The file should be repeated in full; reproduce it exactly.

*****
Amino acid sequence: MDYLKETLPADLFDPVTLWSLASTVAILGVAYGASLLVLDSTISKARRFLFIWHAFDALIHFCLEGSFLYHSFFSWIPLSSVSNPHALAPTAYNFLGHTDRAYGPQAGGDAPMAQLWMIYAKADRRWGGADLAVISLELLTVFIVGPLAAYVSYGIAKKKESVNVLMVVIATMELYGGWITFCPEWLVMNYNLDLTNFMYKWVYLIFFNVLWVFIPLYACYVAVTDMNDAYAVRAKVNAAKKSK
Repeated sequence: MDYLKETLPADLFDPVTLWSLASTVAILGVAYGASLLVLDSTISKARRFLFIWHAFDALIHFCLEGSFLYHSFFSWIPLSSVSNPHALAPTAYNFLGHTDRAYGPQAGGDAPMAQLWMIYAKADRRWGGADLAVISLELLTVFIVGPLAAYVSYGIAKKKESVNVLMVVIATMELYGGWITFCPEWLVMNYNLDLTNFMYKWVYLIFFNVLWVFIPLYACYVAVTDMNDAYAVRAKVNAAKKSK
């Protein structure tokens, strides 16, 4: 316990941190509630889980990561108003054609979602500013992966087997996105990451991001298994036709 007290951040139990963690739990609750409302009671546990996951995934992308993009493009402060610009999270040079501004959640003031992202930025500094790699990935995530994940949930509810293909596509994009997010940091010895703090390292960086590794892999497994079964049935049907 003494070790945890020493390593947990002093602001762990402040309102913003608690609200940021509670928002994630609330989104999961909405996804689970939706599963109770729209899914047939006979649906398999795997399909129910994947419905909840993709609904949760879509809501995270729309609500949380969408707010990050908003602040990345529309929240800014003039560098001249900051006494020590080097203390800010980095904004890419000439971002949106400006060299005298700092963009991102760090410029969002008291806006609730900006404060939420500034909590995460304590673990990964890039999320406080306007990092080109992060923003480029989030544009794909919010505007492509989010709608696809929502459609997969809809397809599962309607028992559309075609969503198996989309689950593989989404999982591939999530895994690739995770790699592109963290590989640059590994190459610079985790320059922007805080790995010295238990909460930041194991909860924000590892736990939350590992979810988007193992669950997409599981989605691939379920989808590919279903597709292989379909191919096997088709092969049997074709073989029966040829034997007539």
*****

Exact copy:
Amino acid sequence: MDYLKETLPADLFDPVTLWSLASTVAILGVAYGASLLVLDSTISKARRFLFIWHAFDALIHFCLEGSFLYHSFFSWIPLSSVSNPHALAPTAYNFLGHTDRAYGPQAGGDAPMAQLWMIYAKADRRWGGADLAVISLELLTVFIVGPLAAYVSYGIAKKKESVNVLMVVIATMELYGGWITFCPEWLVMNYNLDLTNFMYKWVYLIFFNVLWVFIPLYACYVAVTDMNDAYAVRAKVNAAKKSK
Repeated sequence: MDYLKETLPADLFDPVTLWSLASTVAILGVAYGASLLVLDSTISKARRFLFIWHAFDALIHFCLEGSFLYHSFFSWIPLSSVSNPHALAPTAYNFLGHTDRAYGPQAGGDAPMAQLWMIYAKADRRWGGADLAVISLELLTVFIVGPLAAYVSYGIAKKKESVNVLMVVIATMELYGGWITFCPEWLVMNYNLDLTNFMYKWVYLIFFNVLWVFIPLYACYVAVTDMNDAYAVRAKVNAAKKSK
């Protein structure tokens, strides 16, 4: 316990941190509630889980990561108003054609979602500013992966087997996105990451991001298994036709 007290951040139990963690739990609750409302009671546990996951995934992308993009493009402060610009999270040079501004959640003031992202930025500094790699990935995530994940949930509810293909596509994009997010940091010895703090390292960086590794892999497994079964049935049907 003494070790945890020493390593947990002093602001762990402040309102913003608690609200940021509670928002994630609330989104999961909405996804689970939706599963109770729209899914047939006979649906398999795997399909129910994947419905909840993709609904949760879509809501995270729309609500949380969408707010990050908003602040990345529309929240800014003039560098001249900051006494020590080097203390800010980095904004890419000439971002949106400006060299005298700092963009991102760090410029969002008291806006609730900006404060939420500034909590995460304590673990990964890039999320406080306007990092080109992060923003480029989030544009794909919010505007492509989010709608696809929502459609997969809809397809599962309607028992559309075609969503198996989309689950593989989404999982591939999530895994690739995770790699592109963290590989640059590994190459610079985790320059922007805080790995010295238990909460930041194991909860924000590892736990939350590992979810988007193992669950997409599981989605691939379920989808590919279903597709292989379909191919096997088709092969049997074709073989029966040829034997007539």